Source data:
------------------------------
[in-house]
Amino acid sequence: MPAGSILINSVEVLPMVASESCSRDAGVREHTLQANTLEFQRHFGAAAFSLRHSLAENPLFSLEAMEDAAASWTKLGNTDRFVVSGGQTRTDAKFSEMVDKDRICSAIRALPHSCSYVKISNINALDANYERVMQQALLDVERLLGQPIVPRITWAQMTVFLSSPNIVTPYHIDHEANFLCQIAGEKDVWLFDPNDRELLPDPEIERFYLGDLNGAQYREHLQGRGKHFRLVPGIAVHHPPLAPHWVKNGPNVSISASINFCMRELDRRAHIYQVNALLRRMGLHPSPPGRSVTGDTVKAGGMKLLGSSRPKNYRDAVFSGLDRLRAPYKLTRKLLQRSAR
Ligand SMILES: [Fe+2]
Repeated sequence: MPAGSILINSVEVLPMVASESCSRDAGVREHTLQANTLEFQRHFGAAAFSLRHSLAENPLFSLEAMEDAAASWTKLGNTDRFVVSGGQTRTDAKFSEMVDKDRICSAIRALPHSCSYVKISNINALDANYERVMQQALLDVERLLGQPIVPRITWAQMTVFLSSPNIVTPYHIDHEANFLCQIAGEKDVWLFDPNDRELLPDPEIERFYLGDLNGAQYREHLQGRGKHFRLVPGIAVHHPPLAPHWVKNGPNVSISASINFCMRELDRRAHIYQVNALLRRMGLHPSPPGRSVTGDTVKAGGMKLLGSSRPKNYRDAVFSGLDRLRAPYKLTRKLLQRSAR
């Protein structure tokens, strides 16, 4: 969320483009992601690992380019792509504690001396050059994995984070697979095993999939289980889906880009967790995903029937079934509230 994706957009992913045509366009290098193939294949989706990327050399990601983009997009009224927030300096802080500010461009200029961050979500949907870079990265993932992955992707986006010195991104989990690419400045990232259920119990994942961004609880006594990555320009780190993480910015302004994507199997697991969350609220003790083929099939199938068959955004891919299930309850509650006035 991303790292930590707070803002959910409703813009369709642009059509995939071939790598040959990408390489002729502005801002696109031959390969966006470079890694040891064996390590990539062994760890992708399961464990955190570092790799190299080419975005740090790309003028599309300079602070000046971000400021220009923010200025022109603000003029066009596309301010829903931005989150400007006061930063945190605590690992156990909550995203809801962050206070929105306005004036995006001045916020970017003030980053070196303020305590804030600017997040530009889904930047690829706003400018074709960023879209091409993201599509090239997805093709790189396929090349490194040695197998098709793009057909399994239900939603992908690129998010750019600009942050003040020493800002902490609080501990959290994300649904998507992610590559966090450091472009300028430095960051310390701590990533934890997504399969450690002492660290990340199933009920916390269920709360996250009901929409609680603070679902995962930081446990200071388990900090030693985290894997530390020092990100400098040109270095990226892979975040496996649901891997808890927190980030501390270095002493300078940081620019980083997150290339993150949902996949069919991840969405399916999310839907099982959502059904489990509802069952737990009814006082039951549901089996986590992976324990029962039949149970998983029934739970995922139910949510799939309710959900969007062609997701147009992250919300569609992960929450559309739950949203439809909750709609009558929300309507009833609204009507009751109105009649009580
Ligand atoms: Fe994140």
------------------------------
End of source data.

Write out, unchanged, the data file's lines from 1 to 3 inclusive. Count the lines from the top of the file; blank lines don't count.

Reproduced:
[in-house]
Amino acid sequence: MPAGSILINSVEVLPMVASESCSRDAGVREHTLQANTLEFQRHFGAAAFSLRHSLAENPLFSLEAMEDAAASWTKLGNTDRFVVSGGQTRTDAKFSEMVDKDRICSAIRALPHSCSYVKISNINALDANYERVMQQALLDVERLLGQPIVPRITWAQMTVFLSSPNIVTPYHIDHEANFLCQIAGEKDVWLFDPNDRELLPDPEIERFYLGDLNGAQYREHLQGRGKHFRLVPGIAVHHPPLAPHWVKNGPNVSISASINFCMRELDRRAHIYQVNALLRRMGLHPSPPGRSVTGDTVKAGGMKLLGSSRPKNYRDAVFSGLDRLRAPYKLTRKLLQRSAR
Ligand SMILES: [Fe+2]